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About DynaMed Weekly Update

Prepared by the clinician members of the DynaMed Editorial Team, DynaMed Weekly Update is a compilation of one to five articles selected from DynaMed's Systematic Literature Surveillance as articles most likely to change clinical practice.

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CME Information

CREDITS

Physicians:
0.25 AMA PRA Category I Credit(s)™
Family Physicians: 0.25 Prescribed credits
Nurse Practitioners: 0.25 Contact hours
 
Release Date: April 11, 2012
Expiration Date: April 11, 2013
Estimated Completion Time:
15 minutes
 
There is no fee for this activity.

To Receive Credit 
In order to receive your certificate of participation, you should read the information about this activity, including the disclosure statements, review the entire activity, take the post-test, and complete the evaluation form. You may then follow the directions to print your certificate of participation. To begin, click the CME icon at the end of the article.

Program Overview

Learning Objectives

Upon successful completion of this educational program, the reader should be able to:
1. Discuss the significance of this article as it relates to your clinical practice.
2. Be able to apply this knowledge to your patient's diagnosis, treatment and management.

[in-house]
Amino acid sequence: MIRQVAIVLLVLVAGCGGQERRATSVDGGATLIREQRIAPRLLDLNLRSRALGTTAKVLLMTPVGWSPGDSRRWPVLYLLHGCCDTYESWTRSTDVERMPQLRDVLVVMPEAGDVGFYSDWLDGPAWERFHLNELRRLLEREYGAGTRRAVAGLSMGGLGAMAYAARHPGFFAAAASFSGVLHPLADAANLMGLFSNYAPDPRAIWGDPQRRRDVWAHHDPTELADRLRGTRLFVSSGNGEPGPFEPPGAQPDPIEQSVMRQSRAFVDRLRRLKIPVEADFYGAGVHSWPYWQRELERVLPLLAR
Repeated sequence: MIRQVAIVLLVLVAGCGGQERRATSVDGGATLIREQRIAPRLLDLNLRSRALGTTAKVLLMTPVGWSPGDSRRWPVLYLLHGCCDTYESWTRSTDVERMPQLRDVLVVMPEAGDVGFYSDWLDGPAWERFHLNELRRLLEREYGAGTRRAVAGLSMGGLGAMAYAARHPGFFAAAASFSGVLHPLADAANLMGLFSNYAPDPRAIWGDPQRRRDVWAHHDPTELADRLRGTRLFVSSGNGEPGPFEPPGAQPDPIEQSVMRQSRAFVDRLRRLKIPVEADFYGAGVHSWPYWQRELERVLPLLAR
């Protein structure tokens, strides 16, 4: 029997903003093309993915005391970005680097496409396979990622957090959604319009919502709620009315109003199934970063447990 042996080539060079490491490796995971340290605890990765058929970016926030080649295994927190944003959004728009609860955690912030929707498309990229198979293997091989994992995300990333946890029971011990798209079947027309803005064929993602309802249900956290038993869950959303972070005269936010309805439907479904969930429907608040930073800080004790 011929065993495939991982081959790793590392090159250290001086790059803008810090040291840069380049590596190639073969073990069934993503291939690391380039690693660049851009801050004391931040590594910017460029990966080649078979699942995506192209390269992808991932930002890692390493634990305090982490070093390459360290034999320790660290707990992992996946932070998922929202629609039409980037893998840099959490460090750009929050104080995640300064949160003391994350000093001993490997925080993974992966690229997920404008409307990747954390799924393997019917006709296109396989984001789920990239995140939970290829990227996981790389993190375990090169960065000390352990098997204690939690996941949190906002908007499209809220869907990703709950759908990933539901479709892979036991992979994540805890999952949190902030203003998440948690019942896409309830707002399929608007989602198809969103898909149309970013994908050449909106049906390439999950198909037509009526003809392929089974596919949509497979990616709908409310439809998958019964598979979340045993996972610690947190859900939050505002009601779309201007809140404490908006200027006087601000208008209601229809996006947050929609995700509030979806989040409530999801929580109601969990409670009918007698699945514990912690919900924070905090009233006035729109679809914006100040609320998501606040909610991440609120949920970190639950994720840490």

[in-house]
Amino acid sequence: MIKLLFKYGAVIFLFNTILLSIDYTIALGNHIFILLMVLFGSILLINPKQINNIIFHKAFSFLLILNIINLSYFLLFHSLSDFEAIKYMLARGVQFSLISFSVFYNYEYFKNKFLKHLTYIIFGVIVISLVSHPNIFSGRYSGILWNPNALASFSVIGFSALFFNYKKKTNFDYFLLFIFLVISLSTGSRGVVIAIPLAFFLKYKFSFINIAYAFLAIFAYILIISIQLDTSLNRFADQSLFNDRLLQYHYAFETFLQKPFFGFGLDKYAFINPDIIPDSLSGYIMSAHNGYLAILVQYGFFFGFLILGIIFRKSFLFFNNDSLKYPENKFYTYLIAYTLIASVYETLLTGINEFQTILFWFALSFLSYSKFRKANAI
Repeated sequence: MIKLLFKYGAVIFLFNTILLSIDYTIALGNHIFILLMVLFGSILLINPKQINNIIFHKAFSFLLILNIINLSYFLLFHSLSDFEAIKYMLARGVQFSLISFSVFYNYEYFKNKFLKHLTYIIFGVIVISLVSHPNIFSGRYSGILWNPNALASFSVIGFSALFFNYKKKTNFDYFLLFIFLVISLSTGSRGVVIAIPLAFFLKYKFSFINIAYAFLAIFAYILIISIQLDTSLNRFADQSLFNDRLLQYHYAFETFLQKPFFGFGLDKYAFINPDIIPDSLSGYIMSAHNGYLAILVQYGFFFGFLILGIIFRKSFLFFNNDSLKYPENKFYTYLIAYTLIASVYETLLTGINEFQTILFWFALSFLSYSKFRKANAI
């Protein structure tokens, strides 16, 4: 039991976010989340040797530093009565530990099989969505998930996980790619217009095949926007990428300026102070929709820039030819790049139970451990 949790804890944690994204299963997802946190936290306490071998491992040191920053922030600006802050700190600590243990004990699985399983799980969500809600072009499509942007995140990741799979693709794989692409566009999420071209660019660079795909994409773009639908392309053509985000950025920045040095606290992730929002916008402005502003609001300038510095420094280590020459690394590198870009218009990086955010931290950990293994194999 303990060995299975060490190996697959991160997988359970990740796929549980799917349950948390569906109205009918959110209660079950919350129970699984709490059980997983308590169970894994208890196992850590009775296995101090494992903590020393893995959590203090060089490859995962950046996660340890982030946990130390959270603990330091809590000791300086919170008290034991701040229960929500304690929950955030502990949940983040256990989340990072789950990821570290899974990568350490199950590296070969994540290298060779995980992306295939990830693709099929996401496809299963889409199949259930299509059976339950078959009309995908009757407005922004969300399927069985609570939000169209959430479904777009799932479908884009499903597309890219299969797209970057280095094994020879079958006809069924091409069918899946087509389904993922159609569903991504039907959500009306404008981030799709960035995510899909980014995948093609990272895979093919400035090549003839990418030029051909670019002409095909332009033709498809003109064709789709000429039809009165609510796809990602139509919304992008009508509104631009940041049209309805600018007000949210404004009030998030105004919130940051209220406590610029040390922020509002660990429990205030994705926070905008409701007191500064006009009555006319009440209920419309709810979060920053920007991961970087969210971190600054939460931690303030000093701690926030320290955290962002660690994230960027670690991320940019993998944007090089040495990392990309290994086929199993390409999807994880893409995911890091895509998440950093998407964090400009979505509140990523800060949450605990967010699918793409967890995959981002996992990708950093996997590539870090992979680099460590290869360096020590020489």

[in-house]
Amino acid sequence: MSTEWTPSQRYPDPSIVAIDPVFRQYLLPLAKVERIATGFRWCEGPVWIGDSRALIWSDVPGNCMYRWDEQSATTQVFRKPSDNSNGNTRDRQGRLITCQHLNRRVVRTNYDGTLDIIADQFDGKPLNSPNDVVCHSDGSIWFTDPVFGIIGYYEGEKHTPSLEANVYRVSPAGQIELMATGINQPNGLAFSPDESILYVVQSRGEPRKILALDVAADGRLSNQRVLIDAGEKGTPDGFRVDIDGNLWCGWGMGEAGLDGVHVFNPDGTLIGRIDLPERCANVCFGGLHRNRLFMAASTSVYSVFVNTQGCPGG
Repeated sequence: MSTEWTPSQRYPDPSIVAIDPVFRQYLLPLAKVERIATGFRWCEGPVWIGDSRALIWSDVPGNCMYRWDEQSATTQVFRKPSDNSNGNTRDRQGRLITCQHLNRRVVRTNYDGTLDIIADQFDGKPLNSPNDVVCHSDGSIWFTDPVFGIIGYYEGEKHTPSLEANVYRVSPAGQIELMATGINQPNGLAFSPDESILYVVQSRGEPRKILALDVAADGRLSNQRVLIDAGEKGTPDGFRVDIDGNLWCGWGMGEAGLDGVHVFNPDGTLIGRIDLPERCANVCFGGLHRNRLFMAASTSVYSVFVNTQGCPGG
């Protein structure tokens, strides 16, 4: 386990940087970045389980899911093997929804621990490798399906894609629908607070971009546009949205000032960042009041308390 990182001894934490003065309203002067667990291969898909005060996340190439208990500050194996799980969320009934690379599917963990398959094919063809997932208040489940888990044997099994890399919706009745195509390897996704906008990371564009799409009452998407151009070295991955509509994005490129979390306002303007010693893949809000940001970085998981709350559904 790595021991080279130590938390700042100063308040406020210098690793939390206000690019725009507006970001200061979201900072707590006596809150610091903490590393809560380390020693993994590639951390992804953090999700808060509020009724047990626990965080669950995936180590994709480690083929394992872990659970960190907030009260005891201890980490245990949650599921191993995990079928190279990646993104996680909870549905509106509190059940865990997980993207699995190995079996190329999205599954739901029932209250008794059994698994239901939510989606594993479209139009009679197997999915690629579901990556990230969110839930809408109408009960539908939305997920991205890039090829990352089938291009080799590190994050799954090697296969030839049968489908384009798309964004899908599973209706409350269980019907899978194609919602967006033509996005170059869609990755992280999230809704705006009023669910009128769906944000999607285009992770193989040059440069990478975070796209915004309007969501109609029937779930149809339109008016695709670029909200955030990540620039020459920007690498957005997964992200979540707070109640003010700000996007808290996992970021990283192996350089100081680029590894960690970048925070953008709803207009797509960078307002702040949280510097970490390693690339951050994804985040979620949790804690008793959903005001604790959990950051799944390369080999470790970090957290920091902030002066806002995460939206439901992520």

Faculty Information
 
Alan Ehrlich, MD - Assistant Clinical Professor in Family Medicine, University of Massachusetts Medical School, Worcester, Massachusetts, USA; Deputy Editor, DynaMed, Ipswich, Massachusetts, USA

Michael Fleming, MD, FAAFP - Assistant Clinical Professor of Family Medicine and Comprehensive Care, LSU Health Science Center School of Medicine, Shreveport, Louisiana, USA; Assistant Clinical Professor of Family Medicine, Department of Family and Community Medicine, Tulane University Medical School, New Orleans, Louisiana, USA; Chief Medical Officer, Amedisys, Inc. & Antidote Education Company

Disclosures  
Dr. Ehrlich, Dr. Fleming, DynaMed Editorial Team members, and the staff of Antidote Education Company have disclosed that they have no relevant financial relationships or conflicts of interest with commercial interests related directly or indirectly to this educational activity.
 
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ACCME This activity has been planned and implemented in accordance with the Essential Areas and policies of the Accreditation Council for Continuing Medical Education through the joint sponsorship of Antidote Education Company and EBSCO Publishing. Antidote is accredited by the ACCME to provide continuing medical education for physicians.  Antidote Education Company designates this educational activity for a maximum of 0.25 AMA PRA Category 1 Credits™. Physicians should only claim credit commensurate with the extent of their participation in the activity.

AAFP: This activity, DynaMed Weekly Update 2011, has been reviewed and is acceptable for up to 13 Prescribed credits by the American Academy of Family Physicians. AAFP accreditation begins March 2, 2011. Term of approval is for one year from this date. Each Weekly Update is approved for 0.25 Prescribed credits. Credit may be claimed for one year from the date of each Weekly Update.

  

AANP: This program is approved for 0.25 contact hour of continuing education by the American Academy of Nurse Practitioners.  

Program ID 1102072F.